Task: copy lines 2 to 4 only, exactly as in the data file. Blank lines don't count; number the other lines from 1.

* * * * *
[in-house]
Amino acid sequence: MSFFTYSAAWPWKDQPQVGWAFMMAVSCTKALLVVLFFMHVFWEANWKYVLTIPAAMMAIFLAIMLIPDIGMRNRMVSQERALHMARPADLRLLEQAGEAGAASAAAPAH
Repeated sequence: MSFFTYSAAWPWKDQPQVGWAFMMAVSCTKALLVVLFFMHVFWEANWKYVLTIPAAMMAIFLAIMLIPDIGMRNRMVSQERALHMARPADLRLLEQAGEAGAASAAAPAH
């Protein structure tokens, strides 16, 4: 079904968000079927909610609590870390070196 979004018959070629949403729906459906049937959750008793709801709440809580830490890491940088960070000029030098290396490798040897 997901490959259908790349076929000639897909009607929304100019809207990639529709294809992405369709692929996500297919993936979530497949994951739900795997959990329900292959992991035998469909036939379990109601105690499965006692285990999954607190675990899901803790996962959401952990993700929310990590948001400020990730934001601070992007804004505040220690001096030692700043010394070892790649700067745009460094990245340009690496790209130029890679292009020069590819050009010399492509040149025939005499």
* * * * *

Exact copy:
Amino acid sequence: MSFFTYSAAWPWKDQPQVGWAFMMAVSCTKALLVVLFFMHVFWEANWKYVLTIPAAMMAIFLAIMLIPDIGMRNRMVSQERALHMARPADLRLLEQAGEAGAASAAAPAH
Repeated sequence: MSFFTYSAAWPWKDQPQVGWAFMMAVSCTKALLVVLFFMHVFWEANWKYVLTIPAAMMAIFLAIMLIPDIGMRNRMVSQERALHMARPADLRLLEQAGEAGAASAAAPAH
């Protein structure tokens, strides 16, 4: 079904968000079927909610609590870390070196 979004018959070629949403729906459906049937959750008793709801709440809580830490890491940088960070000029030098290396490798040897 997901490959259908790349076929000639897909009607929304100019809207990639529709294809992405369709692929996500297919993936979530497949994951739900795997959990329900292959992991035998469909036939379990109601105690499965006692285990999954607190675990899901803790996962959401952990993700929310990590948001400020990730934001601070992007804004505040220690001096030692700043010394070892790649700067745009460094990245340009690496790209130029890679292009020069590819050009010399492509040149025939005499």